Running back Aaron Jones getting more vocal as he helps lead young Packers offense


GREEN BAY, Wis. (AP) — Aaron Jones doesn’t buy the notion that the lack of experience on the Green Bay Packers’ offense will result in diminished production.

“I think we can be very explosive,” the 28-year-old running back said. “We’ve got a lot of speed, got a lot of weapons, some people (you) may not have ever heard of and some people you may have heard of.”

Jones is one of the more familiar names on an offense that will be relying heavily on newcomers as the Packers adapt to life without four-time MVP quarterback Aaron Rodgers, who was traded to the New York Jets.

That puts more of an onus on Jones to assert himself as a leader.

Jones is accepting that responsibility by following the lessons he learned from his parents — both military veterans — and from former teammates such as Rodgers, Randall Cobb and Marcedes Lewis.

“I had some of those vets who aren’t here anymore help me get to this spot. I’ve been more a lead-by-example guy, but those guys put me in situations, made me get comfortable with being uncomfortable, and I think thank them for that,” Jones said. “I feel like it led to this and I’m ready to lead these guys in any way.”

He also is learning from the example his parents set while serving decades in the Army, with his father earning the rank of command sergeant major and his mother advancing to sergeant major. Jones’ father, Alvin Jones Sr., died in the spring of 2021 at the age of 57.

“It was never about them,” Jones said. “It was about the people that they were bringing along. When they were deployed, they were responsible for making sure that this group of people get back to their families safe. My dad told me so many times — and I’ve been there — he promised a kid’s mother, ‘I’ll make sure your son comes home safely.’ So things like that.

“It’s never about me, it’s about the people around me and who I can bring along and how I can help.”

Jones has tried to help out this year by being more vocal. His teammates already notice the difference.

“You see him in the huddle kind of getting the offensive line going before we go out in a competition period, just kind of encouraging the guys, ‘All right. Here we go,’ which is great,” running back AJ Dillon said. “It’s awesome. Definitely a couple of guys who were doing that role left, so he’s stepped up into that and done a great job so far throughout camp.”

Jones has long been a model teammate.

The 2017 fifth-round pick from UTEP is one of three players — Jim Brown and Adrian Peterson are the others — to rush for at least 5,000 yards, score at least 60 touchdowns from scrimmage and gain at least 5 yards per carry over their first six seasons in the league.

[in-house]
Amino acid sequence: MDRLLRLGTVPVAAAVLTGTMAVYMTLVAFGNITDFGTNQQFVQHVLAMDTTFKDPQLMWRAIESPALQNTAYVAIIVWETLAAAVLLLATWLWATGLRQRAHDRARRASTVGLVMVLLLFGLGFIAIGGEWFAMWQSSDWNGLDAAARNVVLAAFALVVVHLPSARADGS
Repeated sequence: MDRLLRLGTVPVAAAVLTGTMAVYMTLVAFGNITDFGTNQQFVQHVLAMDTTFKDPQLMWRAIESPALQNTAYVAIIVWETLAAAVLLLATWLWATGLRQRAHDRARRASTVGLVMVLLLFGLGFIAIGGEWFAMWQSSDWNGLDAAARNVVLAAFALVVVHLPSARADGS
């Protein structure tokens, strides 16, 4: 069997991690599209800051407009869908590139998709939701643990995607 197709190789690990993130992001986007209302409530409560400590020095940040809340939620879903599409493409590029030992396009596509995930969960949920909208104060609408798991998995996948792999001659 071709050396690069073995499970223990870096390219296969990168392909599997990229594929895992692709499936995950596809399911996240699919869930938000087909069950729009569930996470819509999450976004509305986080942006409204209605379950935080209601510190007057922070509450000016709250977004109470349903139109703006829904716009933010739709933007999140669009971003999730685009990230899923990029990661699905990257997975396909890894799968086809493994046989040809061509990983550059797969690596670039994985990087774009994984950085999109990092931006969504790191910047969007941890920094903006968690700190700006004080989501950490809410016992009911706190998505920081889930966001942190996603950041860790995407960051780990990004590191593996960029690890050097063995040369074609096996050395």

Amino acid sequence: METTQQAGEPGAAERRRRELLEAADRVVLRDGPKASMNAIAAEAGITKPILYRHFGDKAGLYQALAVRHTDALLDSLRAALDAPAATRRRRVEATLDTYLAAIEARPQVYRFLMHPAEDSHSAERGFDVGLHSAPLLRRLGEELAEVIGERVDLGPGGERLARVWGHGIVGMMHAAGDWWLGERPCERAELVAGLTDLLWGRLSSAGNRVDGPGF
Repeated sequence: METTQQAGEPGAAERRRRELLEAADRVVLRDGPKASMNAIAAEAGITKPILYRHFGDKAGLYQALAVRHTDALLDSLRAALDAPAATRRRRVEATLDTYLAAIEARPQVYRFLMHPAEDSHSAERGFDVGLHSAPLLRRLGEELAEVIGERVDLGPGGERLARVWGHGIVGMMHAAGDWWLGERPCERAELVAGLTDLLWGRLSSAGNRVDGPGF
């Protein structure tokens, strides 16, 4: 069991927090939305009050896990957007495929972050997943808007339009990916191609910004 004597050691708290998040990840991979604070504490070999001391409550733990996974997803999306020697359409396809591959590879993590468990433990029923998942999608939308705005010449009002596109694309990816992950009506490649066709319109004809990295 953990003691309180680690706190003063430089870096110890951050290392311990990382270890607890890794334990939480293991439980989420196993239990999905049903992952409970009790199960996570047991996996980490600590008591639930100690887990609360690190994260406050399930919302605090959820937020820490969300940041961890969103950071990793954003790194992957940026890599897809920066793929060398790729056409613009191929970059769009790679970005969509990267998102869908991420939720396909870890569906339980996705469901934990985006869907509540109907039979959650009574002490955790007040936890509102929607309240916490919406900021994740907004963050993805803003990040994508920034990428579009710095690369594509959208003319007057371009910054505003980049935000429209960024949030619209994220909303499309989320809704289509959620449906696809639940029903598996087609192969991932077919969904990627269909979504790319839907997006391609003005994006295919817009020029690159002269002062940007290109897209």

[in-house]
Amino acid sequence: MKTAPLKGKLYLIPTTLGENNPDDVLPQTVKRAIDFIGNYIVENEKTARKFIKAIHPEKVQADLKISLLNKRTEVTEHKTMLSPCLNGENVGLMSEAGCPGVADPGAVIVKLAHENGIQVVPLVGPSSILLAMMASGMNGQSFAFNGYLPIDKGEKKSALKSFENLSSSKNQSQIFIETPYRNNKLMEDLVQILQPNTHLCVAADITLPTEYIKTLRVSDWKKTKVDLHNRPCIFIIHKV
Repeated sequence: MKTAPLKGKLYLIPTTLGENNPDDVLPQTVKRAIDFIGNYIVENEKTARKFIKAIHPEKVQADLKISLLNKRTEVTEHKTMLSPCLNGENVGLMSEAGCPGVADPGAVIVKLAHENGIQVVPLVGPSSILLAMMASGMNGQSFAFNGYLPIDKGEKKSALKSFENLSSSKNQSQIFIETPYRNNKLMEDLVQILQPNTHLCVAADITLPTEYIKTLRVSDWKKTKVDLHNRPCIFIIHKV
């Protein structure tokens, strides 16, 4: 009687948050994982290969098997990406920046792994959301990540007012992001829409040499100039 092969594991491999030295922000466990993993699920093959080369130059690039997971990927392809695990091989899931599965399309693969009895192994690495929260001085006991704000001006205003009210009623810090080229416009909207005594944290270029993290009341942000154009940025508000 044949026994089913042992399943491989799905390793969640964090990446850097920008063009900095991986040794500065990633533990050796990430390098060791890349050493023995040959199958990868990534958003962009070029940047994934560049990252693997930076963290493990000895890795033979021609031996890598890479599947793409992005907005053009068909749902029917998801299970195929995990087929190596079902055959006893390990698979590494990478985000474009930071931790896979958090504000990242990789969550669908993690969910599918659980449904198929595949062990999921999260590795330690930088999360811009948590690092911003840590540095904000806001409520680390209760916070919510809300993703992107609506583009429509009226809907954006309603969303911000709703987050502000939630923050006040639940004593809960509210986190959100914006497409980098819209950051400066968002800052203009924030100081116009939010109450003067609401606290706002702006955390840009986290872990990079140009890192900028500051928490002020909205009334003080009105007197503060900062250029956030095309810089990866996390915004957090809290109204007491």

Each of the past two seasons, Jones has been the Packers’ nominee for the Walter Payton Man of the Year award, which honors players for excellence on the field and service in the community.

He showed his loyalty to the Packers by agreeing in the offseason on a restructured deal that reduced his salary for this season. He followed that up by getting a tattoo of the Packers’ “G” logo on his knee.

“He does things the right way,” Packers coach Matt LaFleur said. “You guys have heard me talk about him at length in terms of just what he does on the field, what he does off the field, what he does as a father, as a son. And I think everybody in that locker room holds him in the highest regard.”

Jones is hoping he can continue setting that type of example for years to come. As he enters his seventh NFL season, Jones believes he isn’t even at the halfway point of his career.

“I’m going longer than 12,” Jones said. “Hopefully a Frank Gore career. That’s the goal. I want to play as long as I can. And I feel like 12, I can definitely achieve that, but I want to go longer.”

NOTES: Rookie WR Dontayvion Wicks (concussion) didn’t practice Thursday. … The offense had to do push-ups or down-ups at the end of practice for a second day. That punishment goes to the players on whichever side of the ball loses that day’s main competition period. … QB Alex McGough, the USFL MVP, says he’s working late nights trying to learn the Packers’ playbook. McGough just signed with the Packers last week. “I probably go to bed at 1 a.m. just because I’m studying,” McGough said. “I don’t want to let these guys down.”


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